About this photo... I love the way the ivy glows in the morning sun. The door provides light and a view of our favorite climbing rose. What struck me the most was the beautiful combination of colors and how the green, yellow, brown all complement each other.  The dash of eggplant purple catches the eye on the pillow. 

I look forward to creating another Annie Room in our new dwelling.

Sibling Assignment #162: Creating Emmy Lou

Sister Carol gave the assignment this week: " Think back to something that happened when you were a student at Sunnyside Elementary, and why you think that incident has stuck in your memory after all of these years.". You can fine hers here and brother Bill's here soon.

I could write twenty sibling assignments on this topic, but today I will focus on art. Down in the basement at Sunnyside School is where the lunchroom was located. The smells from the homemade cooking rose up the steps and down the halls every morning. Those smells included homemake bread, cinnamon rolls, baked chicken, and other delicious meals the cooks were preparing.

 We had assigned seats in the lunchroom and we had to eat quietly. If we drank our milk too fast some teachers would put it in the window sill so could have it at the end of meal...I guess they didn't want us to get full on milk. If we didn't sit up straight one teacher came along and told us we would be hunchbacks or old ladies or something to that effect. If we hated something like peas, teachers made us eat the number of our age. If you were nine, you ate nine peas.. 

What I remember most about the lunchroom was the artwork. Each month a teacher was chosen to display student artwork on the walls. The best artwork done by the students was posted. I loved studying that student artwork while I sat up straight, didn't drink my milk too fast, and ate at least nine peas. I always wanted mine on display. The art project that always stuck in my mind was the project Mrs. Tregoning, the sixth grade teacher displayed. She had students create comic strip characters using drawing and watercolor. I was always intrigued by that project each year. Popeye, Olive Oyl, Lulu, and Charlie Brown looked so real. I wanted to try that project.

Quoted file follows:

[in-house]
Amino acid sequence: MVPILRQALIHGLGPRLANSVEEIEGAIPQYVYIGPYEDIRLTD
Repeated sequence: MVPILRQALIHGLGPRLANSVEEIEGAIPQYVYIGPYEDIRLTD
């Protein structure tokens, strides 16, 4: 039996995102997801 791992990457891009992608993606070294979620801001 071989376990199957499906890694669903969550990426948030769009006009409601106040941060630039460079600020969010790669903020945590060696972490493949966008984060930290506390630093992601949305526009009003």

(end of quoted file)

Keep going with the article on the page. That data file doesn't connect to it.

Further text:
I did get Mrs. Tregoning as a sixth grade teacher. I couldn't wait for the time we did that project. She had examples of all different comic characters for us to study. She demonstrated how to sketch them, then how to use watercolors with thin brushes, less water, and precision to create the character. 

I chose Emmy Lou because she drew me in. Now that I have researched her a bit more, I understand. She represented teenage angst at that time, before I knew what angst was. Her comic strip spoke to me. Her character was perfect for me to create. I will have to dig through my archives and Mom's archives to see if I still that piece of art. I just remember her long skinny legs, her determined stance, and her spunk.

During my sixth grade year I began to fell that I had artistic  talent.  I did this watercolor picture, I won a prize in an art contest doing pencil shading still life, I learned to appreciate reciting poetry, loved picture study, and other creative activites we did.  After thirty seven years of teaching, I still want my students to capture that same feeling as we do creative activities. Maybe we should do cartoon characters this week after six hours of required testing.